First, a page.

Some common questions people ask when they see Max are, “Why do you not wrap his legs together (to correct the newborn bow-leggedness)?” “Why do you not wrap his tummy (to pull in his pot-belly)?” And the hotter it is, the thicker the blankets you tend to see people using to wrap their babies and protect them from the sun (and the heavier the coats that children and adults wear). People also wonder at the fact that we keep a fan blowing in the room where he sleeps. Almost everyone here will tell you that wind hitting and entering the body is a – if not the – major source of illness, not to mention he could get cold.

For now, Max sleeps in bed with us, and most people here would highly disapprove if he didn’t. People are shocked at the fact that our older boys sleep in their own beds, as most families sleep all together. They simply can’t believe that our kids are willing and able to sleep in beds by themselves.

It’s fun getting to chat and chuckle with some of my local friends about the differences in thinking from one culture to the next. Just as a saying here so aptly explains, “different field, different grasshopper.”

Noah Lawrence

Noah was born on March 8, and we are all in love. Hudson expressed it well when he sweetly said, “Noah, you’re da best widdle brudder I ever wanted.”


We’re fortunate to have Jim’s family close by, and Rachel’s Mom stayed with us (read: “spoiled us”) for about a week. Below, Hudson is bringing some different animals that he thinks Noah might want to play 2



  “It’s okay, Noah, calm down.” photo 1

Big brother has even been serenading his new little buddy.



Hudson on a Mission

I am excited to announce my new book, Hudson on a Mission, available for pre-order today through CMM Press. This has been an exciting project for me, because its a natural outflow of our ministry as parents, missionaries, and mobilizers. My desire from the beginning has been to produce a book that will be a useful tool for helping our son (and other missionary kids) prepare for the sort of major cross cultural shift that is a part of international missions, as well as provide families with a fun tool for teaching their own kids about what God is doing among unreached people groups throughout the world.

We have partnered with Weave, a ministry of the Center for Mission Mobilization, and CMM Press to offer a first run paper back version for pre-order shipping December 2nd. Check it out today!

Reflections on Moving On (again)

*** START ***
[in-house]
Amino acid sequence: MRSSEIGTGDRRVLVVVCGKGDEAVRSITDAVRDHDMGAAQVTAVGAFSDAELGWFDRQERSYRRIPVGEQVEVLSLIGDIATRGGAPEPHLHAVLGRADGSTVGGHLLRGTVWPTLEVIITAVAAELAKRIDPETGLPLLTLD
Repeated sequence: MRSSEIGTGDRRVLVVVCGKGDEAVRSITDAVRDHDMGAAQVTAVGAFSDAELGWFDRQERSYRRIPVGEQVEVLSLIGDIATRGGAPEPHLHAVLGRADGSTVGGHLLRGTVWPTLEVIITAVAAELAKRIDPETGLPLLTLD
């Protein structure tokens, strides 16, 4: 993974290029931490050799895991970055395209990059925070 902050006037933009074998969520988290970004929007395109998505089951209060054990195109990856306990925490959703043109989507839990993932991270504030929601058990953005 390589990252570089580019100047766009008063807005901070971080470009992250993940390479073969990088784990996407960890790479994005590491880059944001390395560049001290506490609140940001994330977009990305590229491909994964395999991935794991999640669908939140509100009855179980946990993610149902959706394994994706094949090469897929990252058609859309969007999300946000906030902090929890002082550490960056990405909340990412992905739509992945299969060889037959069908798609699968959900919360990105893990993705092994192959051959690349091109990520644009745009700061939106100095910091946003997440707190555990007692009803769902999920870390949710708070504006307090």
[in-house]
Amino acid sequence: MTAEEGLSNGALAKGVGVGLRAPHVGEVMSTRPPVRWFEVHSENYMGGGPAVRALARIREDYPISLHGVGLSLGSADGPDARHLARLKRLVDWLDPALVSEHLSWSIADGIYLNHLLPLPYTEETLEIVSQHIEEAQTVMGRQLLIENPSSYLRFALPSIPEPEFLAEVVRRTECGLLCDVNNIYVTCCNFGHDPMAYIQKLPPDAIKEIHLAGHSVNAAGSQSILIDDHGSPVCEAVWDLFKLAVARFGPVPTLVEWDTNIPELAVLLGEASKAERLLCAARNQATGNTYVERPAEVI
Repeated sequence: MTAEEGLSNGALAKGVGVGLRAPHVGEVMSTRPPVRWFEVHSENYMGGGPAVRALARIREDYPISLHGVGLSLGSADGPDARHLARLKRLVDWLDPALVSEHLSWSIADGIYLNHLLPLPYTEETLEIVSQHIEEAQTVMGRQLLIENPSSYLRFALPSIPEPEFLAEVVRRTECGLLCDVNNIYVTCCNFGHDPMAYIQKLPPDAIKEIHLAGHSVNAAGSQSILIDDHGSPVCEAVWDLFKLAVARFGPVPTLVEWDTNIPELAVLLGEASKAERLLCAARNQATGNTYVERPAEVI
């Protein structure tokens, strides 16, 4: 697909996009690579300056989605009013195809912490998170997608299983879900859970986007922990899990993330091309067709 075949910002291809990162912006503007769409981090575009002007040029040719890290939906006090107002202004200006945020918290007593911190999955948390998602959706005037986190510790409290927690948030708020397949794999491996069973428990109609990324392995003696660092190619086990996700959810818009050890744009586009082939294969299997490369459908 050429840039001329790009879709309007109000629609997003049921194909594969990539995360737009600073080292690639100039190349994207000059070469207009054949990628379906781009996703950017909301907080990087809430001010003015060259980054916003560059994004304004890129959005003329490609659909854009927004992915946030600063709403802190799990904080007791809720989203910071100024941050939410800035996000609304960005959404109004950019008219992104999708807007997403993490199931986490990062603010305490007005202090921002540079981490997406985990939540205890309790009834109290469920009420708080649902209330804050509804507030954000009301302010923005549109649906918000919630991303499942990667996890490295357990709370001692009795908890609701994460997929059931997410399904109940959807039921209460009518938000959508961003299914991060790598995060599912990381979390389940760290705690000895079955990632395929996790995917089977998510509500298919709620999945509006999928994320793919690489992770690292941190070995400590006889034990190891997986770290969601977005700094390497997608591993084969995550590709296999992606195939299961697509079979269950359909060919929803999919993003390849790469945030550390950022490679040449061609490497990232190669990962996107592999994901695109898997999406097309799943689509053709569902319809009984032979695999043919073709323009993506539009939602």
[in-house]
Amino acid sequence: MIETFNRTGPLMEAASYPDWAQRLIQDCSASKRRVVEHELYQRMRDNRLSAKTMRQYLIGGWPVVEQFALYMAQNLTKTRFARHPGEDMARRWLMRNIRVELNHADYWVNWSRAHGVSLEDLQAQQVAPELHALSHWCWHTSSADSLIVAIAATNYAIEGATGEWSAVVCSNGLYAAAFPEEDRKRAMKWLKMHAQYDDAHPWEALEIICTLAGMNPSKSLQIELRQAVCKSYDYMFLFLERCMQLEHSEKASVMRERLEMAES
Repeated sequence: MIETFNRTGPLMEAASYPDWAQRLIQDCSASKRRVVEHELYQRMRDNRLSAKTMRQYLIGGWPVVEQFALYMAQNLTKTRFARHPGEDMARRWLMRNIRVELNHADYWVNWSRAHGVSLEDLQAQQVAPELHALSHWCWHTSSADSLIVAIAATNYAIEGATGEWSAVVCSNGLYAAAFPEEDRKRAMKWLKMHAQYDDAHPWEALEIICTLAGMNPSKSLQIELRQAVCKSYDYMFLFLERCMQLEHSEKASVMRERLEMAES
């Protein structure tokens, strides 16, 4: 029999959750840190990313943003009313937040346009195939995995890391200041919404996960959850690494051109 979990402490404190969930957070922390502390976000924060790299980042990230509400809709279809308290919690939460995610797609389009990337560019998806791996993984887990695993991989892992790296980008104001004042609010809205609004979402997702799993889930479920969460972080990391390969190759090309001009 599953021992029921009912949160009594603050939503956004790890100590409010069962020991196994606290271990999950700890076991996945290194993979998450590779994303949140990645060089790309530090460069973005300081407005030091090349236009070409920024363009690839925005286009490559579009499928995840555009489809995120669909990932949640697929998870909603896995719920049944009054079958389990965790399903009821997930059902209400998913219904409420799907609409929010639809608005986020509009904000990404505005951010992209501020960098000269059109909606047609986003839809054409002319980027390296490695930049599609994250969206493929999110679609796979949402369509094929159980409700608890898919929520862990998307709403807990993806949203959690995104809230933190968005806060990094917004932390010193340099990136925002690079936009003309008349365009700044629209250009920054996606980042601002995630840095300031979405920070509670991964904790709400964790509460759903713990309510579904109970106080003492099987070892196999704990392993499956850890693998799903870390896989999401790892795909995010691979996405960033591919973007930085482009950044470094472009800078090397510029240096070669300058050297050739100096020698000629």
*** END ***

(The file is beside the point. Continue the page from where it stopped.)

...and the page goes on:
For the past four years the majority of my free time has been spent in the company of Jared Weichert and Noe Martinez. Half a year ago – upon the completion of our NTM missionary training – Jared and his family packed up and left for the green pastures of California to begin the next phase of their lives. With the NTM Linguistics training nearly in the rear-view mirror, today was Noe’s turn to overload an SUV and move his family one step closer to church planting among an unreached people group a world away.

I’m not nearly as outgoing as I appear at times (or maybe as I imagine I appear). My friendships tend to be few and deep, with most other relationships relegated to the friendly, shallow depths of casual acquaintance. I dealt with Jared’s move by attaching all the more deeply to my friendship with Noe. With Noe gone, I’m not sure what I’m going to do.

It occurred to me this afternoon that having to say goodbye to best friends may be a part of life for most people, but for missionaries it’s a regular consequence of obedience. I find myself wondering if Paul might have added to his list in 1 Corinthians 9, “Do I not have the right to the proximity of close friends?” Any other career would allow for this. But already I have left friends and family behind, only to make new friends and leave them behind as well. The future promises more of the same as my family descends further from home into one of the most remote regions in the world.

Of course, I owe a debt of gratitude to the Apostle Paul for reminding me that there is a bigger story being told. I have been set free. Because Jesus Christ died for me, I am free to live for him even when it is not convenient. I am free to say goodbye to dear brothers because I am loved by the One who gave me a nature that is relational at its core.

It may never get easy to say goodbye, but brothers, it is worth it. I’ll see you on the other side…



Winding Down

Niagara Falls view from Canada

Well, the end of our senior semester here at NTBI is quickly approaching! Classes are busy and will continue to be right up until they end in mid-May. Jim and I are working on getting our applications completed for the next phase of training, the Missionary Training Center (MTC) in Missouri. We plan to get started at the MTC this coming August after spending the Summer in Texas.

Last week was our Spring Break, so we drove with the Riepma, Martinez, and Weichert families out to Niagara Falls and had a great time together.

While we were there, Hudson had his first birthday! We got back about the same time that Hudson’s Grandad and Keeb arrived from Texas, and we had a wonderful weekend with them. Since they left yesterday morning, Hudson has been missing his playmates!